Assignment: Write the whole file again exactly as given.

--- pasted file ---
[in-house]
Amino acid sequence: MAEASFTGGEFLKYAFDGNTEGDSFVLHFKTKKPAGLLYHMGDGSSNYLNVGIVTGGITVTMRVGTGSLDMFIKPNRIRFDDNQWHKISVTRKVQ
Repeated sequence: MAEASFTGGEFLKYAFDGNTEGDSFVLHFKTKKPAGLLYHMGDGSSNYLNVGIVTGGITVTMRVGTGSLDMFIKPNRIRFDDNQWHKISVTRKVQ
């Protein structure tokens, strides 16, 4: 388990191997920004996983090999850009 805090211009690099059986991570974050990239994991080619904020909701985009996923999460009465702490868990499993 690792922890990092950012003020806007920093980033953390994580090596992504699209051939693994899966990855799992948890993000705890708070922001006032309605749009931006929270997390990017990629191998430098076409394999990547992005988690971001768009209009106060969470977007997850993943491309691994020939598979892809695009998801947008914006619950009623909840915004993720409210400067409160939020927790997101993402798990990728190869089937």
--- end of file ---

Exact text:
[in-house]
Amino acid sequence: MAEASFTGGEFLKYAFDGNTEGDSFVLHFKTKKPAGLLYHMGDGSSNYLNVGIVTGGITVTMRVGTGSLDMFIKPNRIRFDDNQWHKISVTRKVQ
Repeated sequence: MAEASFTGGEFLKYAFDGNTEGDSFVLHFKTKKPAGLLYHMGDGSSNYLNVGIVTGGITVTMRVGTGSLDMFIKPNRIRFDDNQWHKISVTRKVQ
């Protein structure tokens, strides 16, 4: 388990191997920004996983090999850009 805090211009690099059986991570974050990239994991080619904020909701985009996923999460009465702490868990499993 690792922890990092950012003020806007920093980033953390994580090596992504699209051939693994899966990855799992948890993000705890708070922001006032309605749009931006929270997390990017990629191998430098076409394999990547992005988690971001768009209009106060969470977007997850993943491309691994020939598979892809695009998801947008914006619950009623909840915004993720409210400067409160939020927790997101993402798990990728190869089937």